04 October, 2014

Savor Each Stitch (Weekend Reads)

It's been a while since I posted about a book. I've been reading, that's for sure, but so busy that I haven't had a chance to stop and post about any of them! But I HAVE to tell you about this book. 

Savor Each Stitch is the recent publication by Carolyn Friedlander. It is a beautiful book and full of so much information. The book is a glimpse into Carolyn's life and the way her brain works as she makes quilts. That doesn't mean it is only a book about Carolyn though. At its core it is a quilting book, a resource.

When we write quilt books one of the first questions asked during the proposal process is who the audience is for your book. Of course we want to say that the book is for everyone! I wonder what Carolyn said when it came to her book? My read is that her fans will love it, the new or beginner quilter will be inspired, and the established quilter will look at the design and process with new eyes. I can say that the latter happened to me.

Instead of running through techniques or colour theory in a standard way, Carolyn talks about different aspects of design. She explains the concepts, then uses quilts to demonstrate what she is saying. All the projects have multiple iterations to further illustrate the concepts. 

While the book is clearly a reflection of Carolyn, her aesthetic, her process, and the quilts reflect that, it is more than that. I found it tremendously inspiring and informative. It got me thinking about fabric in some new ways, about combinations I never would have thought of. It also has me looking at my older quilts and the ones I'm working on for my intentions. Have I articulated what I wanted to with my choices, my seams, my process? This is precisely why Carolyn speaks of Mindful Design.

It isn't about tearing into a new project like a bag of potato chips - hands in, crumbs everywhere, and pure enjoyment without consequence. If we take a moment to evaluate, internally, our selections and intentions we can savour the process as much as the result, maybe even more so.

You know already that I love Carolyn's work and find it inspiring enough to work with both her patterns and fabric frequently. So it should be no surprise that I jumped at a project from Savor Each Stitch.

Having finished my Alturas top I was searching for another appliqué project. I was going to try and design my own little graphic block, but I couldn't ignore how completely awesome Circle Lattice is. This project is from Savor Each Stitch and Carolyn uses it to demonstrate the concept of Scale in the book.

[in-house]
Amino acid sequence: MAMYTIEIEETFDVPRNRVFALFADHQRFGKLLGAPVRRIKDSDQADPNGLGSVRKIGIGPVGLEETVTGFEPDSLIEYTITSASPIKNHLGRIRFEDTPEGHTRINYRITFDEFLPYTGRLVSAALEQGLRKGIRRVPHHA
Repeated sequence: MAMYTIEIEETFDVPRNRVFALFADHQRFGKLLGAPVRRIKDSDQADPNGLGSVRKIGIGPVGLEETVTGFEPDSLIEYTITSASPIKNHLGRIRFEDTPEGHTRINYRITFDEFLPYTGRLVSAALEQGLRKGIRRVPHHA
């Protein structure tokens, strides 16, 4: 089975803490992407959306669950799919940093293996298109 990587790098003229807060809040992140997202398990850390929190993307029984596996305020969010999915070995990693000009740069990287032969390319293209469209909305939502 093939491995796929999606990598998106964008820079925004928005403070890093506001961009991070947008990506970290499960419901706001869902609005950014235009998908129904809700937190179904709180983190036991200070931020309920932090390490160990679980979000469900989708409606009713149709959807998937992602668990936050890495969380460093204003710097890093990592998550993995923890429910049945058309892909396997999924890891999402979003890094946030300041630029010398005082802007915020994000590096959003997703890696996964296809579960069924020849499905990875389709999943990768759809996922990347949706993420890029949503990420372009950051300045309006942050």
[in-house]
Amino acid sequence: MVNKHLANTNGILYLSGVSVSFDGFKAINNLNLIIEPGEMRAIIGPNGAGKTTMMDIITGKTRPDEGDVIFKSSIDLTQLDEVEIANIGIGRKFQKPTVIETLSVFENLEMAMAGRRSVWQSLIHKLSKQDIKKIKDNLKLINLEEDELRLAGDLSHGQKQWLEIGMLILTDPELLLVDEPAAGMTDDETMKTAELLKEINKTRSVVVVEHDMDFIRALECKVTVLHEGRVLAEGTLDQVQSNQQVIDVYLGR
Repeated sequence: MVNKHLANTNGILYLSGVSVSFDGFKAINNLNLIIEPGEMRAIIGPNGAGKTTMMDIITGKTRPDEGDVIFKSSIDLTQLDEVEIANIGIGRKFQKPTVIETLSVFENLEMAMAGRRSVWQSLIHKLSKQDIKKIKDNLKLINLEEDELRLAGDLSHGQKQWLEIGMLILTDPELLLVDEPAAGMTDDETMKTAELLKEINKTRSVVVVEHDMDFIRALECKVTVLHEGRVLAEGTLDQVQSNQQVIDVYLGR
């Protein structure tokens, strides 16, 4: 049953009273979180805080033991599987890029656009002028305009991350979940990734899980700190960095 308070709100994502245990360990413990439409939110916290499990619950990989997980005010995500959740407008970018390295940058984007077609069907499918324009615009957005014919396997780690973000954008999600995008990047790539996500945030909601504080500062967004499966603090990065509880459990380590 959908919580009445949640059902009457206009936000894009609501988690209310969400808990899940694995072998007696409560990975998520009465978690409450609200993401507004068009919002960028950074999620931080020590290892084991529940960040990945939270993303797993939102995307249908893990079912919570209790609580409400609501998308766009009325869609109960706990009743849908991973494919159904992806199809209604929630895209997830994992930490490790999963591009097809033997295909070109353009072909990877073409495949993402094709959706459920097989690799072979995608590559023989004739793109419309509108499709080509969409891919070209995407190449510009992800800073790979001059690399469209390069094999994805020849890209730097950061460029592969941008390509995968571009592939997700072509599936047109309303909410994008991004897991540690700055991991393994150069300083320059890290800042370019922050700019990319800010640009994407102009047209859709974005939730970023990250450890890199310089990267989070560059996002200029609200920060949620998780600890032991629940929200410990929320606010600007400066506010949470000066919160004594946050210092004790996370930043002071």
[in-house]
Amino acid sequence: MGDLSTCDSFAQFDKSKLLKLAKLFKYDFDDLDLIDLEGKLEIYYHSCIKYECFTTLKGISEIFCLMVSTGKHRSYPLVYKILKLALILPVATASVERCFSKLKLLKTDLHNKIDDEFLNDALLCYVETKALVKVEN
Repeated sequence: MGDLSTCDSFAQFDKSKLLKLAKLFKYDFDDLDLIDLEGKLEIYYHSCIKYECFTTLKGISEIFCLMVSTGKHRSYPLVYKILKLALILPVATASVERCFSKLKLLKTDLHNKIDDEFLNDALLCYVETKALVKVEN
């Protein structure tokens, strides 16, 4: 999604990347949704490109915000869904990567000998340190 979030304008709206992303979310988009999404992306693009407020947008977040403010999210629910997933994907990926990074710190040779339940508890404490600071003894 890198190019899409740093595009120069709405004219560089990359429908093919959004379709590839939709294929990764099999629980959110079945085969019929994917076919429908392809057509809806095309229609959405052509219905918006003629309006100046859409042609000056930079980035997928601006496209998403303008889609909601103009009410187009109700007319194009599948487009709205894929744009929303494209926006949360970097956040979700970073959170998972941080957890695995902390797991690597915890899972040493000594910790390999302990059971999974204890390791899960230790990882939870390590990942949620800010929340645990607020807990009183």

It happens to come together quite neatly, like a paper snowflake. This makes it even cooler.

I chose two completely disparate fabrics. My background is a drawn illustration by Samarra Khaja, made by Timeless Treasures. There are so many little details in the fabric that it is rather fun to discover things as I stitch. I did nothing to prepare the fabric in terms of fussy cutting, so little treasures like Lady Liberty shining through here are a treat.

For my appliqué I chose one of the Charley Harper fabrics from Birch Organics. I've been hoarding it, frankly, so it was good to pull it out. As much as I love the fabric and its birds, I love that elements come and go in the empty spaces. And sometimes the birds are exactly where they need to be.

This one block will be a labour of love. It took me about 6 hours just to hand baste the thing. I thought about glueing and/or machine basting. But it seemed more cumbersome. Something about the hand stitching called to me. So I loaded up Anne of Green Gables, and the sequel, and basted away. I'm on to the needle turn and it seems faster than the basting. It's certainly more enjoyable. I'm glad I followed Carolyn's directions for basting too. It seemed redundant to go on both sides of the appliqué as opposed to down the middle, but it is making the appliqué a breeze. See, even an old pro like me has a lot to learn. And I'm glad I've let Carolyn be my teacher in Savor Each Stitch.

Now, about that missing U...


house on hill road said...

As I am sure you can imagine, I have been contemplating making this, too. I adore your fabric choices. Unexpected but so right.

Sewing In CT said...

I look forward to seeing more of this!

Lauren said...

Do you have an Amazon affiliate link? I'd use it for this recommendation.